- Cheering-up an Angry Clown - Hi Crew, Hopefully all is well with you today.  <And you as well.>  We just received several more inches of snow in New England this morning so I am just dreaming of Spring here! Today I need some help with my female maroon clownfish. I have had this mated pair for about two years now and the female is approximately 3.5" in length. Over the past six months I have seen this fish tear polyps out of my Alveopora, rip chunks out of hairy mushrooms, push soft corals around the tank and just be a general "tank bully".  <Pretty standard for maroon clowns when they get to this size.> I thought this might be due to the loss of the BTA that had previously been the home for this pair of fish so I added a new rose BTA. This did appear to solve the problem initially but one morning I noticed the female clown aggressively tearing flesh from the oral cavity of the BTA. I moved the BTA to my refugium and, after about a month it appeared to have nearly recovered. Unfortunately it just died this morning. I have noticed a few fluorescent green Alveopora polyps lying on the substrate so I think this clown might be back to her old tricks as well.  Do you have any suggestions for dealing with this clownfish?  <Like what? Send it to reform school? There's not much you can "do" beyond isolation I'm afraid to say.>  This is really a beautiful pair of fish but the female is wreaking havoc on my reef so I am beginning to wonder if I might not be able to keep her. Of course catching her in a 180g tank, full of LR is another problem! I have read that Ritteri anemones are the preferred anemones of gold stripe maroon clowns. Do you think adding a large Ritteri would solve this problem?  <No... these fish are what they are... the anemone would only make it more territorial.>  I had also thought the female maroon might have been "angry" because the previous anemone was only 2.5" - not quite large enough for both clowns.  <Doubt this... honestly very hard to "know" the motivations of fish, but it is safe to say those motivations rarely mirror our own.>  I want to find a solution to this problem but I do not want to just offer another anemone as a sacrifice either.  Regarding the Ritteri, I have also read that these anemones are difficult to keep and that they tend to wander more than other anemones.  <Usually in search of proper light.>  Since I have several corals in my tank, this would be a problem for me. I have previously prevented coral / anemone contact by keeping the anemone on a separate island of LR from the main reef wall. BTAs (at least mine) do not appear to like to travel across sand, so this kept them on their own, separated rocks. Would this setup likely prevent a Ritteri anemone from wandering onto my corals as well?  <Hard to say, but I will say this: I've a good friend back in San Diego who has a custom 240, which has a divided section on one end of his reef tank. This separate, but connected section houses his two tomato clowns and a large carpet anemone. This accomplished two things - it stopped the anemone from wandering and the clowns from ripping everyone else apart. He can't put his hand in to the tank to clean without getting bitten.> I apologize for the long email but thank you, in advance, for your help. This has been a problem I have been trying to solve for a long time.  --Greg <Cheers, J -- >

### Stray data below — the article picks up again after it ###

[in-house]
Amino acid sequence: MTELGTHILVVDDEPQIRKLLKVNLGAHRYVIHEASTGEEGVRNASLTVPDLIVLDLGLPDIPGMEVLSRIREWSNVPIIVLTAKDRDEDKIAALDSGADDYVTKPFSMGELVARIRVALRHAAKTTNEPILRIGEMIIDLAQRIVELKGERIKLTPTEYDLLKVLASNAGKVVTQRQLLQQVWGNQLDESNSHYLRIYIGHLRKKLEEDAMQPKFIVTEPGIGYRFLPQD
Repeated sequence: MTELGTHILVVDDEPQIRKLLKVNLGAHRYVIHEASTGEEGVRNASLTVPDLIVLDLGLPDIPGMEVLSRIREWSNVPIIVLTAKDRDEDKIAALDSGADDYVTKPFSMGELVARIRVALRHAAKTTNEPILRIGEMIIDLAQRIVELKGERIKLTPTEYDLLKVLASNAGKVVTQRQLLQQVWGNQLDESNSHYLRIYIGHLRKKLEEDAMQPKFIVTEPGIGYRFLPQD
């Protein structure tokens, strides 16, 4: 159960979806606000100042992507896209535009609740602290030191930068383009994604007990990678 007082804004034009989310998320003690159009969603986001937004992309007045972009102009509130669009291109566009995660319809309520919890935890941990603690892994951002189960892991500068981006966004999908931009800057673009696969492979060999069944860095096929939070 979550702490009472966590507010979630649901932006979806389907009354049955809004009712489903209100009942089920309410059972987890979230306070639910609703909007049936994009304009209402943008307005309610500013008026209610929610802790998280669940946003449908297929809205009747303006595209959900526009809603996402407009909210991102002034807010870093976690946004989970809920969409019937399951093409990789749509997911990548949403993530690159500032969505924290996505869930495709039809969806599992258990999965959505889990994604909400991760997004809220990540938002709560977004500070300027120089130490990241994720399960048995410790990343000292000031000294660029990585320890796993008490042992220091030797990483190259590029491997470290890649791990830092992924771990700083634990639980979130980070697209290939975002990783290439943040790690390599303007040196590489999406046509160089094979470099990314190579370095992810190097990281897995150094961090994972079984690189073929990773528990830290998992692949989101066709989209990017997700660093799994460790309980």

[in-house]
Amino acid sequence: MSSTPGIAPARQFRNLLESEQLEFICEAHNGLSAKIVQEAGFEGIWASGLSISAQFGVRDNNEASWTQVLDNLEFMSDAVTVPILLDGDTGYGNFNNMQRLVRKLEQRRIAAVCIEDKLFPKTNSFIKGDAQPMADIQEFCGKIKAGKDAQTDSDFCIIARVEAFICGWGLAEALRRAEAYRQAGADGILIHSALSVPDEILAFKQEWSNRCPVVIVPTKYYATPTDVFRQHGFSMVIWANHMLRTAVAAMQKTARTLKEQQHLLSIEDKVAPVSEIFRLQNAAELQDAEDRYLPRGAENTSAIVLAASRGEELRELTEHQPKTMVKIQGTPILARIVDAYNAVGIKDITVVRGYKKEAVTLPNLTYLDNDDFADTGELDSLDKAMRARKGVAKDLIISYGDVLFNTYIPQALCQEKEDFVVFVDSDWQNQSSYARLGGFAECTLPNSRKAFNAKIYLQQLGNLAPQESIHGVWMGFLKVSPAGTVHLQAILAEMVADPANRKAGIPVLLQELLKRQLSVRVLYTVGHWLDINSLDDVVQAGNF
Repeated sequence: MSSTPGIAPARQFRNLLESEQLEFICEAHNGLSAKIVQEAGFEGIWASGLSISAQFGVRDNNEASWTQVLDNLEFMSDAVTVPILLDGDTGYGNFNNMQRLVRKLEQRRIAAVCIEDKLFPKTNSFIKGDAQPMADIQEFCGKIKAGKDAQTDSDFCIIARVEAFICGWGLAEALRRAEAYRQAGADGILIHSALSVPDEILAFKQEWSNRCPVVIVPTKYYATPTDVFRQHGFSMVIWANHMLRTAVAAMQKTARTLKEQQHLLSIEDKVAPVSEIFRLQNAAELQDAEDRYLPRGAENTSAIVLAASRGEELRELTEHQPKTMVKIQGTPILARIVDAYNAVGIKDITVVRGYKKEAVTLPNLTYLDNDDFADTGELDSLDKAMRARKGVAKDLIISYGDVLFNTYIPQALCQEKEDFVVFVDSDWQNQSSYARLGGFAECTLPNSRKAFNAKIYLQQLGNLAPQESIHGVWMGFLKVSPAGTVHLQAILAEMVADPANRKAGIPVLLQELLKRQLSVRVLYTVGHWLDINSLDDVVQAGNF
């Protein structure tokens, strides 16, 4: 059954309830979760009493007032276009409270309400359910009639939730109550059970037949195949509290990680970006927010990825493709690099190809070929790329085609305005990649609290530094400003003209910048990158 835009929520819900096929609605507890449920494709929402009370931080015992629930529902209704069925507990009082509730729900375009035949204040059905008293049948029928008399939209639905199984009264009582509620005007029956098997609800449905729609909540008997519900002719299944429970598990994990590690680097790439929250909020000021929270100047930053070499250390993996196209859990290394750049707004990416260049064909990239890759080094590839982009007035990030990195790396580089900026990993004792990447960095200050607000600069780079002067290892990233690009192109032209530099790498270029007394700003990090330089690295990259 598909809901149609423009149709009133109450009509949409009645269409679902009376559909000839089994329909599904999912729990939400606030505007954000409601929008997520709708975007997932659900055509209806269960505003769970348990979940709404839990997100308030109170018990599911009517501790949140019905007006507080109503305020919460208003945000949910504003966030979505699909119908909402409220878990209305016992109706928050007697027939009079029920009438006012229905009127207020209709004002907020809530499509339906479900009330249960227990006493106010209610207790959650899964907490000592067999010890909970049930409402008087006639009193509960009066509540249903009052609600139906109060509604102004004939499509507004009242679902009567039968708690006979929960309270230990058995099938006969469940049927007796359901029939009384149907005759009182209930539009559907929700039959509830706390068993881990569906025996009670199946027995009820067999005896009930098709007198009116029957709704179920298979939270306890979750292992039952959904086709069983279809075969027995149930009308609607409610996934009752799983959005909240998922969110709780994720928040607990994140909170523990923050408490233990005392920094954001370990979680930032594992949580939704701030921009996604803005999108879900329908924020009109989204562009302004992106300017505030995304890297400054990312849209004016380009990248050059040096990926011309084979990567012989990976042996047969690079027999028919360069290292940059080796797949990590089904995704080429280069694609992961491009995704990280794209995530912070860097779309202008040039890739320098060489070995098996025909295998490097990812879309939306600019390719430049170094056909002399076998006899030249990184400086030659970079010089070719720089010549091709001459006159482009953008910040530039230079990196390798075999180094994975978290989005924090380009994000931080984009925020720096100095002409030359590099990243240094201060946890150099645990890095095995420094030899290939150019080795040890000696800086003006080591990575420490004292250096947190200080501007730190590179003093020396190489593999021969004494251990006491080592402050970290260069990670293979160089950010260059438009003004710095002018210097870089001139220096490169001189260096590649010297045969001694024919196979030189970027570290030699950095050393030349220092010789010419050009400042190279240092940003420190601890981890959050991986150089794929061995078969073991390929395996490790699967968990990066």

Clown suicide Hello all...just had the weirdest thing happen...I have a 30g tank...25 lbs of live rock, 2 pair clowns, 1 shrimp watchman goby, 8 hermit crabs, 2 cleaner shrimp, 3 snails...8.2ph 0 ammonia 0 nitrite....I woke up this morning and just found one of my clown fish, the smallest one which is the male, on the floor dead...looks like he jumped out, why would he do that?   the weird thing is that I have a Tru vu tank which has the light fixture cover on and a hang on Prizm skimmer on the back and the powerhead and filter tubes coming into the tank...don't see how he fit....am I able to just buy another clown and pair it up?...female is large size...she is a false percula. <Julio, can't tell you exactly why he jumped out.  Normally a flash of light or whatever to frighten the fish.  Yes, another clown should get along fine, you'll just see some minor skirmishes to decide who is going to be what sex.  James (Salty Dog)> Clownfish behavior... normal for crowding, aging Hi: Thanks a lot for keeping such a wonderful site I've learned a lot about my fish just by reading at other people's questions and your valuable answers! <Ah, good> We have a 10 gallon tank that converted to a saltwater tank maybe 9-10 months ago. We've been receiving advice from a local marine store where we buy our fish. At this point we have two clownfish (bought small tank raised) now size about 1 3/4-2 in and one slightly smaller than the second, one sixline wrasse, two dwarf feather dusters and a few snails and hermit crabs. A skeleton, no live rock, just sand and an ornamental rock (clownfish home). Clownfish got along well with normal behavior until recently after our trip (we were gone for almost a month and left them with an automatic feeder and friends who came twice a week to check water conditions and feed them brine shrimp). We had left them with an automatic feeder before (4-5 days) and found out that they were perfectly fine, so we decided to give it a try. Our friends always reported the fish to be fine as well as the readings.  Anyways, the first day after our arrival the clownfish were extremely aggressive against each other (readings were fine), up to the point where they were "blocking" their jaws. The larger was the most affected, and as a consequence it was sitting at the bottom of the tank in a corner with its jaw extremely damaged and not eating. Therefore we decided to separate them (using a division)... <Good move> ...for almost three weeks, they could see each other, and the aggressiveness through the division decreased throughout the days. Yesterday we removed the division and allow them to get back together. At the beginning they were doing fine, not fighting, swimming together, twitching against other, "female" always swimming in front of male and no male aggressiveness, both ate fine. However last night (once the lights were turned off) the "female" was hiding from the other inside the skeleton (abnormal place for her to be in), or on the corners of the tank behind other rocks as the male kept looking for her. Every time he found her, HE started to pick at her hardly trying to bring her next to their "favorite" rock (dominant behavior in the smaller one). It looks like the male keeps trying to be the dominant now trying to regulate where she should go, and how far she can go.....(maybe not a male after all). <Actually... the larger, more aggressive of the sexes in these fishes is the female> Their size is very similar although you can tell that she is still a bit larger. So what should we do if they become severely aggressive again? <What you need to do period... get a larger system. A ten gallon is WAY too small> Should we just let them sit and wait or should we pull them apart again? Will they remain as male and female or would they become two females (can we keep them together if this turns out to be the case)? <One will almost invariably change into a larger, more dominant female... keeping the other a male...> Would an anemone help or would it make it worse? <Worse by far in terms of your troubles keeping this system going...> Also we are aware that our tank is pretty small but we're planning on moving in less than a year and thought that we would rather keep a smaller tank until we move (easier to transport), and always thought about having an anemone (not sure we have enough space and light 50/50 Coralife fluorescent screw-in bulbs total of 30W) What would you suggest?  Thanks for your help! Denia <Please read here: http://www.wetwebmedia.com/clownfis.htm  and the Related files (linked above, in blue) re clownfish behavior, reproduction, systems... Bob Fenner>